Has Anyone Else Ever Wondered…?

Punxsutawney Phil makes his annual appearance.

Once again, Punxsutawney Phil gets man-handled by Some Old Geezer. ©2017 AP (I think)

Groundhog Day:  The legend says that if the groundhog  (Punxsutawney Phil, to be precise) sees his shadow on February 2, he’s frightened back into his hole—meaning we’ll suffer six more weeks of winter.  But what happens if the groundhog doesn’t see his shadow?  Does he stay topside to frolic under cloudy skies?  Does it mean spring will arrive on time?  Or early?

This is just one of the questions that perplexed me as a child.  So I did my own analysis.

If P. Phil sees his shadow, as he did this year… well, let’s see…

6 (weeks) x 7 (days per week) = 42 more days of winter
42 (days of winter) – 26 (remaining days in February) = 16 winter days in March
Therefore, spring will arrive on March 17

If P. Phil hadn’t seen his shadow?  A look at my handy-dandy calendar tells me the first day of spring for 2017 is March 20.

“Six more weeks of winter” means spring will arrive on March 17; otherwise, it will arrive on March 20.

And that, my friends, is why we don’t employ rodents to forecast the weather.

Advertisements

Knit Me a New Heart

My knitting heart is officially broken.  My favorite local yarn shop (acronym LYS) is closing.  The owner is retiring, and rather than sell the shop and its merchandise, she’s closing the store towards the end of August.  I. Am. Devastated.

There are two local yarn shops I semi-routinely visit, fibre space in Old Town Alexandria  and Uniquities in Vienna, VA.  fibre space is young and hip (you can tell because its name is all lower case), neat and spacious, and closer to my home on the outskirts of Old Town.  It specializes in locally-sourced yarns, very high end, and very expensive.  And you must pay for street parking, if you can find a spot. (This is, after all, Old Town.)

Uniquities is further away, but it boasts free parking, and stocks many well-known high-end yarns.  (Think Rowan, Noro, Tahki Stacey Charles, you get the idea.)  It doesn’t have one inch of wasted space.  And I love it!  So guess which store is closing.  Yep, Uniquities.

Continue reading

*frowny face*

The two trees at the front of my building bloom every April.

My favorite trees in bloom

My favorite trees are dying.  😦

Earlier this year I’d noticed a dead branch hanging loosely from its base.  This spring, the tree trimmers neglected to lop it off.  Our maintenance guy says the branches are hollow and they’re afraid to do any more trimming.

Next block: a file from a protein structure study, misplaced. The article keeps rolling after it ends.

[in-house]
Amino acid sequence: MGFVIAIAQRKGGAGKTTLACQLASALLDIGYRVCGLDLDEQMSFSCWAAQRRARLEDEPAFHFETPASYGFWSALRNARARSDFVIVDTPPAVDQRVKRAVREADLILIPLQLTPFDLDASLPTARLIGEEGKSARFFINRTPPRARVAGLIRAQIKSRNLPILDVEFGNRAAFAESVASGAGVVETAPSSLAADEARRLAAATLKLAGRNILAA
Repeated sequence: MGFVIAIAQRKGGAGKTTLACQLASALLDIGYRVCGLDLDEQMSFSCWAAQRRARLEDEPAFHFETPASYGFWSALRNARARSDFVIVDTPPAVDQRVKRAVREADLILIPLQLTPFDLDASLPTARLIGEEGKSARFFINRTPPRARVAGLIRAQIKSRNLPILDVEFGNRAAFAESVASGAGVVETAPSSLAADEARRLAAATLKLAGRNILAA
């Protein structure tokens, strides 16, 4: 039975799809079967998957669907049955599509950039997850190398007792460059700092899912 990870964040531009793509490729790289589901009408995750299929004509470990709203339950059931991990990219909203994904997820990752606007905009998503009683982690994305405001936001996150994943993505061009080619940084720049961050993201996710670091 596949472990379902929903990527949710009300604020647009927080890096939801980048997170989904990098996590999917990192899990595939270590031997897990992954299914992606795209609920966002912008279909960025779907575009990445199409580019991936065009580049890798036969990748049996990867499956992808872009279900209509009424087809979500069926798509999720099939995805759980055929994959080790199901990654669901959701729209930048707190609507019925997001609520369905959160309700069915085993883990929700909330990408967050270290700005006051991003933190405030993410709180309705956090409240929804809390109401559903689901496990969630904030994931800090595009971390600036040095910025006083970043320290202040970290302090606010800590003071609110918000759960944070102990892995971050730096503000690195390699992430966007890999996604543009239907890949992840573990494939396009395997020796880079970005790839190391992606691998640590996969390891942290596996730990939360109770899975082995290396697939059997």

He showed me how the branch coming from the base of the tree on the left is decaying.  The other tree has a branch where a whole section of bark and “tree tissue” is missing.  It’s like looking at a forearm with one side of skin and muscle missing, exposing the bone.

Here’s what I wrote way back in April, 2008 at (the old) Stream of Conscience.

It’s my annual rite of spring. The trees outside my entry are in full bloom, and it’s raining.

I don’t know what kind of trees they are. They sort of look like cherry trees. And the blossoms look like “double cherry blossoms.” They tend to bloom about 1-2 weeks after the “official” cherry blossoms and keep their blooms for about one week. My neighbor (who knows these things) says they’re almond trees.

Every year, at least once during their week of full bloom, it rains. The wet blossoms are so heavy, they pull the branches down so far that I have to duck when I walk under them. That day is my unofficial rite of spring.

My neighbor has since passed away.  I was going to end this post by asking, “How will I ever know when spring arrives once the trees gone?”  But now that seem frivolous compared to the fond memories of my neighbor.

Ahead of Her Time

YOne silver spoon is engraved "MR."  The other is engraved "MRS."esterday morning I set the alarm on my watch to 10:30 p.m.  When it went off last night, I’d forgotten what I’d set it for.  Short term memory?  Not so good.

Having not thought about today’s post, the possibility of forgetting to blog was very real.  Perhaps inspired by yesterday’s list of impressive relatives, I remembered thinking, as a young child, how fortunate I was to call these people family.  Which reminded me of a few other early childhood thoughts.

Having been born before “women’s lib,” I often wondered why single and married men were addressed as “Mister,” while single and married women were differentiated by “Miss” and “Mrs.” (When you think about it, “Mrs.” isn’t even a word.  “Missus” is just a phonetic representation of “Mrs.”  Seriously??)  [See Note 1]

I also knew that married men and women shared a last name, even though they were born with different surnames.  What was the most equitable way to resolve this dilemma?  The lawyer’s daughter in me (I was only 5 or 6 years old at the time) figured the county clerk’s office kept a record of marriages (which they do), and assigned the man’s last name to odd numbered couples and the woman’s to the even numbers.  Or vice versa.  Either was fair.

When I asked my mother the question, she seemed surprised and said, “You always take the man’s name.” I replied in horror, “That’s not fair!”  She seemed taken aback.  She  probably thought That’s my daughter, the trouble-maker.

I was indeed the black sheep of the family.  My mother was the oldest of four, my father the oldest of two, and my brother the oldest of two.   At dinner one evening, I told them no one understood me because none of them were “not the oldest.”  Mom said “That doesn’t make any difference.”  Ha!  Later research would prove her wrong.

[Note 1:  Etymology tells me “Mrs.” is the abbreviation for “mistress,” yet “mistress” has been defined as “kept woman of a married man”since the 15th century.]